My storage shed has a shoulder-high stack of unused Abelo floors as I prefer my own homemade ‘kewl’ floors.

However, inevitably some Abelo floors get pressed into use during the season and – through idleness, disorganisation and a global virus pandemic – remain in use during the winter 🙁

I’ve now worked out how to vaporise colonies using these floors. Please remember, my vaporiser is a Sublimox which has a brass (?) nozzle through which the vapour is expelled. The nozzle gets very hot and melts polystyrene.

Don’t ask me how I know 🙁

The underside of the open mesh floor can be sealed by inverting the Varroa tray and wedging a block of foam underneath at the back. I didn’t think this would work until I tried it, and was pleasantly impressed.

Abelo poly floor set up for OA vaporisation

This is important as it significantly reduces the loss of OA vapour. Any vapour that escapes is OA that will not be killing mites.

The Sublimox can be simultaneously inserted and inverted through the front entrance. This takes some deft ‘wrist action’ but results in minimal loss of OA vapour.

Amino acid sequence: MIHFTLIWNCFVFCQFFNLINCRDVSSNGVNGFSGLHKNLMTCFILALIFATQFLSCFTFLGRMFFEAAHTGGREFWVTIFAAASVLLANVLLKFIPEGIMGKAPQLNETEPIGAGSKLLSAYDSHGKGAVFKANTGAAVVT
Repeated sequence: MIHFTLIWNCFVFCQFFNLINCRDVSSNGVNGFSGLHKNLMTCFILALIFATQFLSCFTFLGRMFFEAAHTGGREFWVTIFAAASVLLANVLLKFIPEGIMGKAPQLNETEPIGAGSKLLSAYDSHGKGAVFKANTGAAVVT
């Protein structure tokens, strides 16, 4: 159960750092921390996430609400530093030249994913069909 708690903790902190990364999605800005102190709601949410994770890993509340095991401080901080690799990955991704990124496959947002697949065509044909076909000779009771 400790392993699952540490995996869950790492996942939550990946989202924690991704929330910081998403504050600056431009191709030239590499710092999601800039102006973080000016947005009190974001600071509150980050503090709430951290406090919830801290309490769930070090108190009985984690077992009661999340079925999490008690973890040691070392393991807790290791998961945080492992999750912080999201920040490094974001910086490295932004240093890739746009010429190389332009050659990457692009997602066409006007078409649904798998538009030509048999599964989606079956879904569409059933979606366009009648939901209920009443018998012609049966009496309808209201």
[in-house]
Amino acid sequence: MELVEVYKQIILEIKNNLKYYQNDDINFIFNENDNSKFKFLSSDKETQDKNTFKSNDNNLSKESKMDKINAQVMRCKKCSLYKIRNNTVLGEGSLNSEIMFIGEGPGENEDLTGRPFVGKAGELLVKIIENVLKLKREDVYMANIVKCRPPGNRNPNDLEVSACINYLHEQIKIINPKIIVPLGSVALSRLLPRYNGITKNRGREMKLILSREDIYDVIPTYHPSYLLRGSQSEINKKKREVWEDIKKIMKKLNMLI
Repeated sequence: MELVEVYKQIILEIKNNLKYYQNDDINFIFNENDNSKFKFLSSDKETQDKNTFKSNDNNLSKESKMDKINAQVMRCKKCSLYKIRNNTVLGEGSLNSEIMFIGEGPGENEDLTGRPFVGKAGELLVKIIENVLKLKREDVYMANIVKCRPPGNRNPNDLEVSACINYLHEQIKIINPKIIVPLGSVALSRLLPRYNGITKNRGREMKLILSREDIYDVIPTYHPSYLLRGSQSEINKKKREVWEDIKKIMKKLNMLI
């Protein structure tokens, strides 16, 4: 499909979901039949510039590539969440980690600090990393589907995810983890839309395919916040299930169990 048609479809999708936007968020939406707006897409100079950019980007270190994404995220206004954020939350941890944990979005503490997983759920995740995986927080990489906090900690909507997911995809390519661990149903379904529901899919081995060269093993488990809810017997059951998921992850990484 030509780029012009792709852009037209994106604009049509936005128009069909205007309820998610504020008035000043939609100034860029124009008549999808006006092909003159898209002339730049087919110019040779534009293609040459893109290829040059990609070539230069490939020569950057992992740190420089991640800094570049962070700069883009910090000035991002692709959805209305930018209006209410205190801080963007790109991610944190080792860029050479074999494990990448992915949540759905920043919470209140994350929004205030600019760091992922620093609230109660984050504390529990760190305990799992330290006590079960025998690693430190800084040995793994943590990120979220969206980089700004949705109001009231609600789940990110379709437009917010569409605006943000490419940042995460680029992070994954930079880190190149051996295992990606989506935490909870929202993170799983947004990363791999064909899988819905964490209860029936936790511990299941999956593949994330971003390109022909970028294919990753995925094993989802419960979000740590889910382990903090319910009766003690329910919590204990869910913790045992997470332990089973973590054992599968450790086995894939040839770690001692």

To protect the poly I use a piece of cardboard. You simply rest the nozzle on this.

As soon as the vaporiser is removed the bees will start to come out, so use the cardboard to block the entrance for a few minutes, by which time they will have settled.

No expense spared cardboard ‘protector’ for poly floor

The gaffer tape in the photo above is sealing the ventilation holes in the entrance block, again keeping valuable OA vapour inside the hive.

And on a related point …

My favoured nuc is the Everynuc. This is a Langstroth-sized box with a removable floor and an integral feeder that more-or-less converts the box to take National frames. It’s well-insulated, robust, easy to paint and – in my view – a more flexible design that the all-in-one single moulded boxes (like the offering from Maisemores).

However, the entrance of the Everynuc is too big.

Everynuc entrance

Open wide …

The disadvantage of this is that a DIY entrance reducer is needed if the nuc is weak and at risk from robbing.

Conversely, the large entrance and short (~2cm) “landing board” is preferable during OA vaporisation. I carry a nuc-width strip of wood, 2 cm thick, with a central 7 mm hole.

With this balanced on the landing board, the vaporiser can be inserted and inverted without loss of vapour or risk of melting the poly. It’s a quick and dirty fix that I discovered several years ago and have never got round to improving.

How do I know if the colony is broodless?